While most people think of impaired driving as “drunk” driving or related specifically to alcohol, impairment by drugs is also a serious problem. Various national and provincial studies indicate that driving after drug use is commonplace, and the rate of driving after cannabis use is increasing, particularly among the young.
Though driving while impaired by drugs has been an offence since 1925, police had little means of enforcing the provision. In 2008, the Government of Canada passed an amendment that gave police authority, in specific circumstances, to demand that impaired driving suspects participate in a drug recognition evaluation (DRE). Officers are specially trained and certified to conduct a DRE to determine if the driver is impaired by drugs and, if so, what type of drug. The DRE involves two major components and consists of a series of steps to help the officer determine if drugs are involved. If the officer concludes that a suspect is impaired by drugs, he or she is then authorized to demand a blood, urine or saliva sample from the suspects.|
Call 911 Programs
Increasingly, members of the public are contacting police to report suspected impaired drivers. Thanks to programs such as MADD Canada’s Campaign 911 and other Call 911 programs, the public is becoming more aware of the signs of impaired driving and what they should do if they spot a driver they suspect is impaired.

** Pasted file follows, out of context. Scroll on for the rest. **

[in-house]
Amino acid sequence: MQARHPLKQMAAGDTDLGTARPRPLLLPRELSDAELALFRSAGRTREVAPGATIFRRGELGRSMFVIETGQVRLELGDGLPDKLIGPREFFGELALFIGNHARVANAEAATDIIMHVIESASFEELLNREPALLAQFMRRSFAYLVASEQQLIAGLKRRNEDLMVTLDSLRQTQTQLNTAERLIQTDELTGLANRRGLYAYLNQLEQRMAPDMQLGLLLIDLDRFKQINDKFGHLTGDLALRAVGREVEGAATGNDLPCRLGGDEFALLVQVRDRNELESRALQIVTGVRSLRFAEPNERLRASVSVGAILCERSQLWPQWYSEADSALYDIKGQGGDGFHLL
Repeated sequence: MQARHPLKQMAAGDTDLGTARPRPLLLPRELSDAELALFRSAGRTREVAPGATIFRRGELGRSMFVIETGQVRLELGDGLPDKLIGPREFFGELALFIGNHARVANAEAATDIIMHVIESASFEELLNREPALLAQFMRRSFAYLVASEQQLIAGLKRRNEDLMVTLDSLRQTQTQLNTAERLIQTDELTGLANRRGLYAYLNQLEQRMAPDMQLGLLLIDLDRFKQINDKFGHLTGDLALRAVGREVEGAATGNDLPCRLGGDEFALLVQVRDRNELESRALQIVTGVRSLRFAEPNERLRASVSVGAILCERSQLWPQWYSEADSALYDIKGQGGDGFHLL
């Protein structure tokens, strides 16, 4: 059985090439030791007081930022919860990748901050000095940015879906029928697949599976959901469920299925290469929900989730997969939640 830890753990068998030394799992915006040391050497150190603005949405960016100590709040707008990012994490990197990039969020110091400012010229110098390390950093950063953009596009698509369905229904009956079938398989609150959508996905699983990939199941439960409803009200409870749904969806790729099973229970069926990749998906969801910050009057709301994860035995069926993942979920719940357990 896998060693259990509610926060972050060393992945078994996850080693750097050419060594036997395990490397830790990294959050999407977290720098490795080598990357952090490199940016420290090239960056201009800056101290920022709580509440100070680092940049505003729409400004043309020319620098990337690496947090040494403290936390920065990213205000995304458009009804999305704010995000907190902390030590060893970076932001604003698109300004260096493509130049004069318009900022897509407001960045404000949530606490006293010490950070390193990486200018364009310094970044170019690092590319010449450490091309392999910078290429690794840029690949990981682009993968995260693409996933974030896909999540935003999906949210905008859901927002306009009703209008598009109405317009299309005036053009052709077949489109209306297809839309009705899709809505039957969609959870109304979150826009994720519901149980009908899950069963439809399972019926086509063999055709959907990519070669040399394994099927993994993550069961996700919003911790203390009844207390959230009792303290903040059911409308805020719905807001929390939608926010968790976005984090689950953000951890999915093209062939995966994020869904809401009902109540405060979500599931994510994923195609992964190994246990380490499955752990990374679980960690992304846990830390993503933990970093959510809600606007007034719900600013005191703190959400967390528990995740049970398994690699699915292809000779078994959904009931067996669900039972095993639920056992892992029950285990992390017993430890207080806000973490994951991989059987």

Effective 911 programs increase arrest rates for impaired driving by 30% on average.
Challenges with the Detection of Impaired Drivers
Police can currently demand a roadside breath sample but only if they have reasonable suspicion the driver has been drinking. That reasonable suspicion is based on behavioural clues and observations (manner of driving, the odour on a driver’s breath, lack of coordination, bloodshot eyes, and slurred or indistinct speech). The difficulty is that, in the brief interaction with police, only a small percentage of drinking drivers will exhibit clear and obvious signs of intoxication, particularly if they routinely drink and drive. As a result, a good number of impaired drivers are not being detected.
That is why MADD Canada strongly supports the introduction of random breath testing legislation in Canada. This amendment to the Criminal Code would give police the authority to demand breath samples from all drivers pulled over at checkpoints, thereby increasing their ability to detect impaired driving and increasing the deterrent effect of Canada’s impaired driving laws. Random breath testing is a proven effective measure that has significantly reduced the rate of impaired driving crashes, deaths and injuries in countries where it has been introduced.